MLPs wilted this week, down 3% under pressure from oil’s return to the market’s front burner. Other negative factors were rising interest rates rising and a stock market not achieving any new highs. Oil was down more than 9% week over week, breaking below $50/bbl for the first time this year. Natural gas crossed back onto the good side of $3.00 on colder weather. Propane and ethane responded positively in kind.
Oil prices dominated energy trading, but showed some resilience after bouncing off the 200-day moving average near $48/bbl. Perhaps this week’s oil scare will pass as just a brief reminder of the tenuous environment within which billions of dollars of drilling capital and investment dollars are being allocated.
Oil inventory remains bloated in the U.S., but global oil inventory has declined and production outside of the U.S. is in structural decline barring some massive recovery in price. Commentary in the market this week was that stunning U.S. production growth outlook is making it necessary for OPEC to extend the freeze beyond June.
It’s a shame the midstream entities sold off sharply with oil prices this week, given they are poised to benefit directy from growing U.S. production that apparently caused the oil price drop. After all the self-help midstream companies have executed on to improve leverage and distribution coverage, midstream companies are better-positioned to weather short term oil price volatility.
Self-help efforts included distribution cuts (with a few still likely to come), which have soured retail investors on MLPs. Lack of a steady retail bid makes it hard for MLPs to outperform when oil sells off.
EPD Draws MLP Crowd
The usual herd of MLP analysts descended on the Houstonian for EPD’s annual update. The night before, EPD hosted a dinner in Union Station at Minute Maid Park, the home of the Astros.
I took this picture inside the stadium, and upon reflection, its an interesting image. EPD’s analyst day seemed more crowded than ever, and it’s a very big deal in the MLP sector. But outside of the MLP mafia of investors and analysts, I get the sense its not such a big deal.
EPD spent a few slides late in its presentation distringuishing itself from the MLP sector on the one hand and drawing comparisons to other major companies (including its hypothetical rank within the S&P 500). In distinguishing from other MLPs, EPD included this chart (among others) that breaks down the distribution cuts across sub-sectors.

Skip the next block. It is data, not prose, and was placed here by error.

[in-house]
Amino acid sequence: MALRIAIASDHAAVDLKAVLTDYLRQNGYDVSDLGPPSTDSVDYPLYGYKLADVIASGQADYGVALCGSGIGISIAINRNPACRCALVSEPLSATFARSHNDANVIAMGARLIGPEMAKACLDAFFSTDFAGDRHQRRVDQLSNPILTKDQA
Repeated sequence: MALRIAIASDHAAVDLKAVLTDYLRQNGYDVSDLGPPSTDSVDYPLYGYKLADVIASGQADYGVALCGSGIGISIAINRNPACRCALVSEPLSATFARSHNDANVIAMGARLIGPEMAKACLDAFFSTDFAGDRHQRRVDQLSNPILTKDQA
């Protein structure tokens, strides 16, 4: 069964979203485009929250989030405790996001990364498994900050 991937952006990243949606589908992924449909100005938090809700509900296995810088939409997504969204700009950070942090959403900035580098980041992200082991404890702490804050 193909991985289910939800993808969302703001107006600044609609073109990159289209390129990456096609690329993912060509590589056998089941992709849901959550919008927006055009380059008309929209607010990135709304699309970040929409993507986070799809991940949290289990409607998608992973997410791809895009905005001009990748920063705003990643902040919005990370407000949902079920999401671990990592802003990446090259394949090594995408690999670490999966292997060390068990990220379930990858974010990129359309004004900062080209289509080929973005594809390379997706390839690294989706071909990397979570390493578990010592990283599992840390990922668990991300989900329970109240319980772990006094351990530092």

EPD noted it would rank 4th in market cap among the largest U.S. energy companies, ahead of many household names, and 86th in market capitalization among all S&P 500 companies.
These are interesting points for EPD to make, but EPD is preaching to a mostly empty stadium, save for those in the MLP crowd already. Over time, EPD may want to fill up that stadium. EPD was open in the Q&A session that management is always evaluating its position as an MLP and would be open to converting to a corporation if there was ever a lack of access to capital. Stay tuned.
Winners & Losers
RMP beat most MLPs this week, gaining nearly 6% on Friday’s news that it will be the newest member of the Alerian MLP Infrastructure (AMZI) index. GLP reported results this week, which were well-received on Thursday when most MLPs were down.
On the downside, CNNX went from near the top last week to near the bottom in an ongoing bout of volatility for CNNX since topping out at $24.76 in late January (down 12% since). CCLP was down sharply after filing a $300mm equity shelf to make it 2 straight weeks in the bottom 5. SDLP took the bottom spot for a second straight week, as the outlook for sponsor support dims further.
NBLX still leads the way, but experienced its worst week since IPO with a 7.2% pullback. NBLX peaked at $52 in the middle of last week, closed this Thursday at $46.56/unit, down right around 10% from peak, then rallied 2.9% Friday. GLOP climbed into the top 5, helped by the AMZ index announcement Friday.
Let me check, yep, EEP is still down at the bottom of the sector and its sponsor ENB still hasn’t done anything to reduce uncertainty created around plans for its distribution after its late January bombshell guidance update. ENB closed the Spectra acquisition more than a week ago, but there appears to be no rush in updating the market on ENB’s plans for several of its subsidiary MLPs, both old (EEP/MEP) and new (SEP).
General Partners and Midstream Corporations
GPs and corporations, those typically more heavily owned by institutions than MLPs, had big league underperformance compared with MLPs this week. Those with high correlations to oil prices were hit harder than others (AROC, SEMG, PAGP, LNG fall in that category), but every one of these companies declined this week. TEGP is a bit of an outlier among the big losers, given that oil prices have little impact on their business. KMI’s Trans Mountain news may have helped it avoid oil correlation this week.
News of the (MLP) World
For a second week in a row, there were no equity offerings in the MLP space, although there were several debt deals. KMI’s update on Trans Mountain was probably the biggest news of the week, upstaging EPD’s standard analyst day update and obligatory fractionation train announcement. Also of note, the AMZ is inching closer towards 50 MLPs again, hitting 45 after new names were added.
Growth Projects / M&A